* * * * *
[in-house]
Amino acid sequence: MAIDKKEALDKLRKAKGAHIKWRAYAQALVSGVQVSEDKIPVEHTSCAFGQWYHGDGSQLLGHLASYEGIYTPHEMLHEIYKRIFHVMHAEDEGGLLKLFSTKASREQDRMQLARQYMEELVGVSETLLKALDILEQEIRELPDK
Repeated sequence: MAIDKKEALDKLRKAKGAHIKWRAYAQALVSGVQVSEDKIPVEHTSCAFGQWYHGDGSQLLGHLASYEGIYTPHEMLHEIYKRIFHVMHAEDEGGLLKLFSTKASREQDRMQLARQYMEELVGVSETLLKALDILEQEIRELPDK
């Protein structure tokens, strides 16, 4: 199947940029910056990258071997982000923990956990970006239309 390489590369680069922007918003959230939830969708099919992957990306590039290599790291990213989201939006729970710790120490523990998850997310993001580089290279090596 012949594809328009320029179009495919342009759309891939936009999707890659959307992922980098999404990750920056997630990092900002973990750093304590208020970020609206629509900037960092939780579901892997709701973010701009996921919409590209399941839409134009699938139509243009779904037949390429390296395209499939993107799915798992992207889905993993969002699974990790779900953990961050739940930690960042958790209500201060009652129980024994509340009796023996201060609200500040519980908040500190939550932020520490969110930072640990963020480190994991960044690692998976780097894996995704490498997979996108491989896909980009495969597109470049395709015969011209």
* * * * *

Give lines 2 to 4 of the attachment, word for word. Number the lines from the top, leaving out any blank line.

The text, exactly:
Amino acid sequence: MAIDKKEALDKLRKAKGAHIKWRAYAQALVSGVQVSEDKIPVEHTSCAFGQWYHGDGSQLLGHLASYEGIYTPHEMLHEIYKRIFHVMHAEDEGGLLKLFSTKASREQDRMQLARQYMEELVGVSETLLKALDILEQEIRELPDK
Repeated sequence: MAIDKKEALDKLRKAKGAHIKWRAYAQALVSGVQVSEDKIPVEHTSCAFGQWYHGDGSQLLGHLASYEGIYTPHEMLHEIYKRIFHVMHAEDEGGLLKLFSTKASREQDRMQLARQYMEELVGVSETLLKALDILEQEIRELPDK
């Protein structure tokens, strides 16, 4: 199947940029910056990258071997982000923990956990970006239309 390489590369680069922007918003959230939830969708099919992957990306590039290599790291990213989201939006729970710790120490523990998850997310993001580089290279090596 012949594809328009320029179009495919342009759309891939936009999707890659959307992922980098999404990750920056997630990092900002973990750093304590208020970020609206629509900037960092939780579901892997709701973010701009996921919409590209399941839409134009699938139509243009779904037949390429390296395209499939993107799915798992992207889905993993969002699974990790779900953990961050739940930690960042958790209500201060009652129980024994509340009796023996201060609200500040519980908040500190939550932020520490969110930072640990963020480190994991960044690692998976780097894996995704490498997979996108491989896909980009495969597109470049395709015969011209």